5. Promote Social Inclusion in Schools
Our overall cultural consciousness on how we treat and interact with disability needs to change, beginning in elementary schools. We need to celebrate our peers for their differences. If this is taught at a young age, less discrimination and more social inclusion will occur. Having kids with and without disabilities learning side-by-side helps everybody appreciate the talents and gifts all kids bring with them. As a society, we have the responsibility to promote the inclusion of our differences.
6. Employ More Actors with Disabilities in Media
We need to see more actors with disabilities playing actual character roles of people who have disabilities. No more able-bodied actors playing a person with a disability when an actor living with a disability can be easily hired. I understand if a director wants to hire an able-bodied actor to characterize a person before his/her accident or disability, but what about movies or shows where a character is already disabled? How could an able-bodied actor play a character with a disability better than a person living under those circumstances? And even at that, our media needs to do a better job at accepting disability as a human condition instead of a flaw and imperfection.
7. Make Air Travel Universally Accessible
Many people with disabilities are active business people with vibrant careers who are respected in their various fields. That is, until they get to the airport and become dependent on the Special Services Request or cannot use the washroom once in the air. Many people with disabilities have faced unfortunate experiences at the airport or even in the air- left for hours without a chair, or access to a washroom. The level of disrespect and invisibility a traveler with a disability endures can be astounding and frustrating. Training the Special Services Request personnel would go a long way in promoting a more positive experience though the “just ask, just listen” approach. A better interaction would be to ask travelers with a disability what they need and act accordingly. Also, major airlines need to do a better job at accommodating people with disabilities by building an accessible restroom within planes. Many people with disabilities have to forgo traveling for long flights because they do not have access to a bathroom. It’s unbelievable how companies have put a blind eye in enabling basic human rights for people with disabilities.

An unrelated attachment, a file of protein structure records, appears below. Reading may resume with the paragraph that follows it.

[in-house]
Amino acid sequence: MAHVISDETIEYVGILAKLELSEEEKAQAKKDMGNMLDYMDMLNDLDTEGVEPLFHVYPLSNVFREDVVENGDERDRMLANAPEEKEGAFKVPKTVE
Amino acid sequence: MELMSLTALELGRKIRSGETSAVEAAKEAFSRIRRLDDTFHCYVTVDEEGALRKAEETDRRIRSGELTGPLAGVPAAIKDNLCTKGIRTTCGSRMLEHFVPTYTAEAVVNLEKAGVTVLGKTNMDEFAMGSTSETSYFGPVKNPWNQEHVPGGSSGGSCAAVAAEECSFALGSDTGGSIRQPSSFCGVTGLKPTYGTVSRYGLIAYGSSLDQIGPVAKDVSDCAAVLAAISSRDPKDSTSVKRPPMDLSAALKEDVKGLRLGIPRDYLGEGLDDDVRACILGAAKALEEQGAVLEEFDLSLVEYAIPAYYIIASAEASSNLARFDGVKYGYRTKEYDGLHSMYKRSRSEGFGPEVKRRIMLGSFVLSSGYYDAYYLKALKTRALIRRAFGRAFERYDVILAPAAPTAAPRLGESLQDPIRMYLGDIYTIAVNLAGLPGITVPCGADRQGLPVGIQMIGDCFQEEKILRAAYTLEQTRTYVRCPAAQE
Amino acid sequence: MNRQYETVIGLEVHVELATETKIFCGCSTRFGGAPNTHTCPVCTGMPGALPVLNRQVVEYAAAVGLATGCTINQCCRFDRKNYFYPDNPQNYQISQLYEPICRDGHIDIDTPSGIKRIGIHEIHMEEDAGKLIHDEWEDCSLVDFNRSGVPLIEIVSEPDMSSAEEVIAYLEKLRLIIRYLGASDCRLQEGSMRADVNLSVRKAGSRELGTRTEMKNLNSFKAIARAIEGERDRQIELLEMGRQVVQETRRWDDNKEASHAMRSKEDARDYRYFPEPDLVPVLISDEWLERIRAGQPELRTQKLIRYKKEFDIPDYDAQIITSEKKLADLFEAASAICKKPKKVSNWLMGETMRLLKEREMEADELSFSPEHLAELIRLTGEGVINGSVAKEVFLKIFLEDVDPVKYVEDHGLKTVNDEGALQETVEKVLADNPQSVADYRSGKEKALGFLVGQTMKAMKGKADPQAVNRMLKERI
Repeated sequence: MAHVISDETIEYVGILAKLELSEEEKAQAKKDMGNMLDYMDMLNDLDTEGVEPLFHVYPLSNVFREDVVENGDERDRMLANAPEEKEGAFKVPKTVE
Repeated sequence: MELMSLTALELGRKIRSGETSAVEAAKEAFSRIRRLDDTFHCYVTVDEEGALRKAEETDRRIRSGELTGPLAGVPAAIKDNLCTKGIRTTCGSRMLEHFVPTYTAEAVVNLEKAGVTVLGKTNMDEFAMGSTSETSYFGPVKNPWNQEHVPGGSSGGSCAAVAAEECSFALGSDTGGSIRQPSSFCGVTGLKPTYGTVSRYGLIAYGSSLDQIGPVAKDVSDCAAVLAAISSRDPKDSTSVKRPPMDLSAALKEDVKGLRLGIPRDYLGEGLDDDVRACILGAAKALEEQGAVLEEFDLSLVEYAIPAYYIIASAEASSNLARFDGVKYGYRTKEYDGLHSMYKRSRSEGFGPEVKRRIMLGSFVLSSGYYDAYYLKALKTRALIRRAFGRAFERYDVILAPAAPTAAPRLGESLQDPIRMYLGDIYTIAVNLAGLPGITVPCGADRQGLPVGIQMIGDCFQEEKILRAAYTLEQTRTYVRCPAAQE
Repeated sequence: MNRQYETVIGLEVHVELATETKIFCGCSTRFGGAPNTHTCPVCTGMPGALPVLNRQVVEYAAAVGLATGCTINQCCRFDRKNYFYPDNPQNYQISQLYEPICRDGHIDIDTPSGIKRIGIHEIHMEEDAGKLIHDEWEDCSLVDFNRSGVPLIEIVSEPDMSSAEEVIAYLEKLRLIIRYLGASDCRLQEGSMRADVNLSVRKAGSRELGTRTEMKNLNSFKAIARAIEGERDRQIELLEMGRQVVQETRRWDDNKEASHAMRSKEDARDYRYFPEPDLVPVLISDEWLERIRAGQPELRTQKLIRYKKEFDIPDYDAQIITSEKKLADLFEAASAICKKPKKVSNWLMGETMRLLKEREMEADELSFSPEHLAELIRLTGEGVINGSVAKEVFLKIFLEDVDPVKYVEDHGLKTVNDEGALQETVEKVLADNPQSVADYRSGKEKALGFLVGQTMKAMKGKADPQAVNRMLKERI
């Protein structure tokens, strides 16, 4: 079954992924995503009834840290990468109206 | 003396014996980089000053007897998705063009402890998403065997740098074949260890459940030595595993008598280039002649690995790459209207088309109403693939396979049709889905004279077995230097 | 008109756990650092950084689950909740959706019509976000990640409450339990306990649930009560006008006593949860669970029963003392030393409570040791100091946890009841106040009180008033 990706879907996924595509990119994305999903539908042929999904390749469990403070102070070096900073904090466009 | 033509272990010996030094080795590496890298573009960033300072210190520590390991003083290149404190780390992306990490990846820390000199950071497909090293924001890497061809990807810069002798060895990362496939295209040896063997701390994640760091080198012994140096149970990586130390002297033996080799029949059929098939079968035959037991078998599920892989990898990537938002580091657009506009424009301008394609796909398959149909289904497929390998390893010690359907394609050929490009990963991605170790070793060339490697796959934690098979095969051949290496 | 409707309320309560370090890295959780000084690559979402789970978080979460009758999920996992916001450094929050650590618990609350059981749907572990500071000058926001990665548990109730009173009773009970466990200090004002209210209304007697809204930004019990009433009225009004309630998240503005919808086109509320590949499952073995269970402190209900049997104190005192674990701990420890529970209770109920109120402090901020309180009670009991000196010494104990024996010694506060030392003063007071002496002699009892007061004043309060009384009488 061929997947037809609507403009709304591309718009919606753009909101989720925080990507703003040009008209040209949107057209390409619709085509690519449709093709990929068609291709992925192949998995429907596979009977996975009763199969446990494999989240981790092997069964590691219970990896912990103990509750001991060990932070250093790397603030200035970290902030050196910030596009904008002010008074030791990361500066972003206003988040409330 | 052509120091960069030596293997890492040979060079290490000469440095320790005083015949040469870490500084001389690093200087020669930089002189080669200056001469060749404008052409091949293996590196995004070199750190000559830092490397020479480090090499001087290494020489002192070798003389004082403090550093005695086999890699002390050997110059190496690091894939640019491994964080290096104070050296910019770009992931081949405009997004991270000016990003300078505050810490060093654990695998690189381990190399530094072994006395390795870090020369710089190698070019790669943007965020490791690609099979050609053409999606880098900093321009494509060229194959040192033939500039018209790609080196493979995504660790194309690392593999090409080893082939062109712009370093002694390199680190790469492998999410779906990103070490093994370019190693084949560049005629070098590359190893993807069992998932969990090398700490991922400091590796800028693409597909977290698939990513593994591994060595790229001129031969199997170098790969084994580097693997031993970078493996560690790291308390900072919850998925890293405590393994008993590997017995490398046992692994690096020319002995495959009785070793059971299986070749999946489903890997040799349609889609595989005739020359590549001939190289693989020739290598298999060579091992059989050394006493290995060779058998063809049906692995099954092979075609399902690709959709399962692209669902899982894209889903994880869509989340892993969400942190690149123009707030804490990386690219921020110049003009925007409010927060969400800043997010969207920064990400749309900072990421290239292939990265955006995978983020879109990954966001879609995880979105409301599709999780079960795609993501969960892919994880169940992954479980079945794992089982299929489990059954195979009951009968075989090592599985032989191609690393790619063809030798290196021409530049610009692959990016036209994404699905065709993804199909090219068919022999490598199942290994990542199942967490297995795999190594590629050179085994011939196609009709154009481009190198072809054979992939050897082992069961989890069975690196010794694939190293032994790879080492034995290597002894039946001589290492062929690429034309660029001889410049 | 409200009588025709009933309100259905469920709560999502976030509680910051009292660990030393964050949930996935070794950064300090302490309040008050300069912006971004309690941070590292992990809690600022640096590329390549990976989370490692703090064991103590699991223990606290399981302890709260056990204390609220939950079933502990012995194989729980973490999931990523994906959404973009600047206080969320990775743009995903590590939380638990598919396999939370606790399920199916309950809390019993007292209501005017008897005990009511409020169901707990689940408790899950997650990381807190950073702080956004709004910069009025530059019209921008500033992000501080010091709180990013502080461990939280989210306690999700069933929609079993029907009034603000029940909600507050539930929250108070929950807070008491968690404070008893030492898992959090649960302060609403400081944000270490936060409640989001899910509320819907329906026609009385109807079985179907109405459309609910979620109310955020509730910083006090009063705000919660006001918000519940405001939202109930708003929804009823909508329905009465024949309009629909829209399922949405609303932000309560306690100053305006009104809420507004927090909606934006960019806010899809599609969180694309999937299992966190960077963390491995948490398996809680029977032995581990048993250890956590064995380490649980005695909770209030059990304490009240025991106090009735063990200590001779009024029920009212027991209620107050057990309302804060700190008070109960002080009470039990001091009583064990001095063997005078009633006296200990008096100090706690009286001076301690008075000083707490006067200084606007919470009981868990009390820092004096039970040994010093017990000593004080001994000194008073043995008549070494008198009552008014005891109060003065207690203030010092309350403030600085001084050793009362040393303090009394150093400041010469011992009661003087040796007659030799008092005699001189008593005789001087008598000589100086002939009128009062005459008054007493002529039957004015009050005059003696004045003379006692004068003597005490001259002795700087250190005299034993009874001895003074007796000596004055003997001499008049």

8. Realize that People with Disabilities are Humans too
It’s interesting how we can see a person in one dimension and forget that he/she is a human being, intricate with multiple angles. When we see a person outside of their element, we tend to forget that a he/she’s life is a culmination of different sides and not just how we see them in an isolated environment. Sometimes people can forget that a person with a disability is a human being with desires, talents, skills, heartache and loss, just like everyone else. At the basis of every person are the similarities we all share for being human, and that includes people with disabilities.